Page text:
“I think the space looks inviting, clean and homey, and the camera angle shows the depth and flow of the space. It feels like a home that anyone would be happy to live and work in. It has a feeling of calm maturity, which is particularly important during this time.”
What are some of the comments viewers have made about his interior style?
“You’ll have to ask him! [See above] But in general people think that the space looks refreshing and sophisticated, but not fancy. The chairs, rug, art and the classic turntable look terrific together.”
Do you have any tips for making your home look great while you’re on conference or zoom calls?
“If possible, its best to have either a plain or colorful background… and certainly not too much clutter. My daughter takes her high school classes on Zoom and we have re-organized the background of her room with some simple colorful pillows and it looks terrific on camera!”
You have a new shop in Montauk… how are you dealing with it being closed during the pandemic?
“I have been spending a lot of time there getting Indy Home ready for when it can open… whenever that is! And in the meantime, our website sales are really good, as people want to make their homes more comfortable now that they are spending all their time there. A lot of people are nesting and fixing up areas in their house that they have not previously had time to focus on. Several of my NYC-based clients have me helping them ‘remotely’ decorate their second homes. Little fixes like a new area rug, or bright interesting pillows, or a unique bench or chair can make a huge positive difference in a home.”
While school and business interactions have flooded the internet as societies adjust to the COVID-19 pandemic, regulations protecting biometric data privacy have not been relaxed, which means some of these online interactions may be risking fines or other regulatory action, JD Supra reports.
In an article by Carlos Arévalo and Molly Arranz of SmithAmundsen LLC, accusations that Google has violated the Illinois Biometric Information Privacy Act (BIPA) and the Children’s Online Privacy Protection Act (COPPA) are held up as examples of the risk to companies as new activities are moved online. COPPA applies to all children across the U.S. under the age of 13.
Businesses using online conferencing or other communication platforms are advised to take several steps before allowing recordings or any interaction that could involve facial or voice data. Determining what biometric information is being collected, including identifiers that are collected simply through voice or video recordings, is the first step. Disclosures currently in place should be evaluated, and express written consent obtained from all customers, employees, and participants for any biometric information that is being collected and stored. A written policy which establishes data retention schedules and deletion procedures should not only be developed, but publicly available, and federal regulations, including COPPA, must not be forgotten in the attempt to deal with state laws.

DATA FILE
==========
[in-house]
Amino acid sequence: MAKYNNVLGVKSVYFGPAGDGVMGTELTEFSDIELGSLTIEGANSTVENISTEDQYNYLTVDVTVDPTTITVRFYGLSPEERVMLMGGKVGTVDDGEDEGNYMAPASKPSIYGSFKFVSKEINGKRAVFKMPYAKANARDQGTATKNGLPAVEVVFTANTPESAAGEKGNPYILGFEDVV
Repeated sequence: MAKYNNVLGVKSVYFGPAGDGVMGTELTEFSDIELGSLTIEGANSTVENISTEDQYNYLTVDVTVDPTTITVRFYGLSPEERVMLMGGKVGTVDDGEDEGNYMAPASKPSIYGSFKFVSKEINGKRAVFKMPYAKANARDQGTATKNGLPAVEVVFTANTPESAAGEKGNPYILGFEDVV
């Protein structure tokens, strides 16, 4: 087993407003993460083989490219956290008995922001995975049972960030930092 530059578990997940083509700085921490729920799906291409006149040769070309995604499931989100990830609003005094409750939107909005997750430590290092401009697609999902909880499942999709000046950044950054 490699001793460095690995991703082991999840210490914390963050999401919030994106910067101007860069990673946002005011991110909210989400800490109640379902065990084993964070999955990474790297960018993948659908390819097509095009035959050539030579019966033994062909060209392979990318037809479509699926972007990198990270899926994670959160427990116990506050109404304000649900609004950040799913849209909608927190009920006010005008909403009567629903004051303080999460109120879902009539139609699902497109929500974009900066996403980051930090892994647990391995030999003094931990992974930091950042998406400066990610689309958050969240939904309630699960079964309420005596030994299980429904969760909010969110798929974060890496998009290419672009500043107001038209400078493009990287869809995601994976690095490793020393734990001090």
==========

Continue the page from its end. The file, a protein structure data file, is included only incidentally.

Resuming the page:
The state law on biometric privacy that has generated the most litigation, BIPA, could have national implications, attorneys Kenneth D. Walsh and Mary Smigielski of Lewis Brisbois Bisgaard & Smith LLP write for Bloomberg Law.
Google has been sued in the Northern District of California for alleged violations of both BIPA and COPPA, which demonstrates the extraterritorial reach of BIPA, according to the report.
Before taking any action to leverage biometric technology to boost physical or logical access controls, such as with facial recognition-based time and attendance or mask detection systems or fingerprint readers for employees working from home, businesses should ensure they are compliant with BIPA and any other potentially relevant regulations.
“Awareness of the requirements of BIPA is critical for any company with operations in or with a connection to Illinois,” the attorneys write, particularly as remote working and learning continue. The implications of contactless temperature scans under U.S. privacy laws is likewise considered by three attorneys from Husch Blackwell LLP for JD Supra.
With plans for returning to work including temperature screening at many businesses, as recommended by the CDC, there is a risk of unintentional privacy law violations or liability exposure. New Jersey’s Governor has also suggested temperature checks of customers entering restaurants may be required.
The attorneys consider the options of simple infrared scanners that screen temperature from a few inches away, facial recognition devices with thermal scanning, which can typically scan people further away, and wearables. State biometric privacy laws could apply to either of the latter two system types, including BIPA but statutes without private rights of action in Texas and Washington.
Information collected by the systems could also be subject to state breach notification and information security laws. Whether temperature information is defined as “medical information” under the California Consumer Privacy Act (CCPA) is unclear, but “biometric information” is clearly defined, though CCPA does not contain the same consent requirements as BIPA. Additional burdens could potentially be generated by CCPA, however, such as procedures for disclosure and deletion of people’s information on request.
The Equal Opportunity Employment Commission (EEOC) has advised businesses that employee temperature information is confidential, and the Americans with Disabilities Act requires medical information to be stored separately from the personnel files of employees.
The attorneys conclude by recommending best practices, including understanding the device used, vetting the company providing it, understanding the data security protections provided, and preparing notices for employees and customers of any system being used.